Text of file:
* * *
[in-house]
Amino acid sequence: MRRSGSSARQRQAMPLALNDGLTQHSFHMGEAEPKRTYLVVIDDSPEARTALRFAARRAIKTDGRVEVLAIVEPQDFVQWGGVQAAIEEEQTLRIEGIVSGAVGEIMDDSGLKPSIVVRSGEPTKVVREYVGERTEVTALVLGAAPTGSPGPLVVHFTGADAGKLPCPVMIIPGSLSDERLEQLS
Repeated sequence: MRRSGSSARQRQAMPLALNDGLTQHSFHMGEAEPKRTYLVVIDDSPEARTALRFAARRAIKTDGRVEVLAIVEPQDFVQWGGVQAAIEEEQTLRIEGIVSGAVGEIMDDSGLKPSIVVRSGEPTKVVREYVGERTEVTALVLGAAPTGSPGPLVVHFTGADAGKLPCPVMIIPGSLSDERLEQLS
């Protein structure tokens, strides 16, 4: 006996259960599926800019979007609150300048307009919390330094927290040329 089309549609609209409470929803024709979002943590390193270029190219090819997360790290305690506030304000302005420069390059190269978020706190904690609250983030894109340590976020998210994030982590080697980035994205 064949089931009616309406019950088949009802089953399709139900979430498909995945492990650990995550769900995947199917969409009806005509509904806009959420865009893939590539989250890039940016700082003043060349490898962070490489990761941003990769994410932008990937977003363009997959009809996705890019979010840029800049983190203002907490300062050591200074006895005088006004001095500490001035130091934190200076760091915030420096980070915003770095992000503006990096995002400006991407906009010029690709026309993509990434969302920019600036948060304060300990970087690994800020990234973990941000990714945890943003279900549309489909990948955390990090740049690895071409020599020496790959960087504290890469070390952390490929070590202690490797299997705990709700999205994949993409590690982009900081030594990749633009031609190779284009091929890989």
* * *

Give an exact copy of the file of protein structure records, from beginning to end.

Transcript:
[in-house]
Amino acid sequence: MRRSGSSARQRQAMPLALNDGLTQHSFHMGEAEPKRTYLVVIDDSPEARTALRFAARRAIKTDGRVEVLAIVEPQDFVQWGGVQAAIEEEQTLRIEGIVSGAVGEIMDDSGLKPSIVVRSGEPTKVVREYVGERTEVTALVLGAAPTGSPGPLVVHFTGADAGKLPCPVMIIPGSLSDERLEQLS
Repeated sequence: MRRSGSSARQRQAMPLALNDGLTQHSFHMGEAEPKRTYLVVIDDSPEARTALRFAARRAIKTDGRVEVLAIVEPQDFVQWGGVQAAIEEEQTLRIEGIVSGAVGEIMDDSGLKPSIVVRSGEPTKVVREYVGERTEVTALVLGAAPTGSPGPLVVHFTGADAGKLPCPVMIIPGSLSDERLEQLS
């Protein structure tokens, strides 16, 4: 006996259960599926800019979007609150300048307009919390330094927290040329 089309549609609209409470929803024709979002943590390193270029190219090819997360790290305690506030304000302005420069390059190269978020706190904690609250983030894109340590976020998210994030982590080697980035994205 064949089931009616309406019950088949009802089953399709139900979430498909995945492990650990995550769900995947199917969409009806005509509904806009959420865009893939590539989250890039940016700082003043060349490898962070490489990761941003990769994410932008990937977003363009997959009809996705890019979010840029800049983190203002907490300062050591200074006895005088006004001095500490001035130091934190200076760091915030420096980070915003770095992000503006990096995002400006991407906009010029690709026309993509990434969302920019600036948060304060300990970087690994800020990234973990941000990714945890943003279900549309489909990948955390990090740049690895071409020599020496790959960087504290890469070390952390490929070590202690490797299997705990709700999205994949993409590690982009900081030594990749633009031609190779284009091929890989």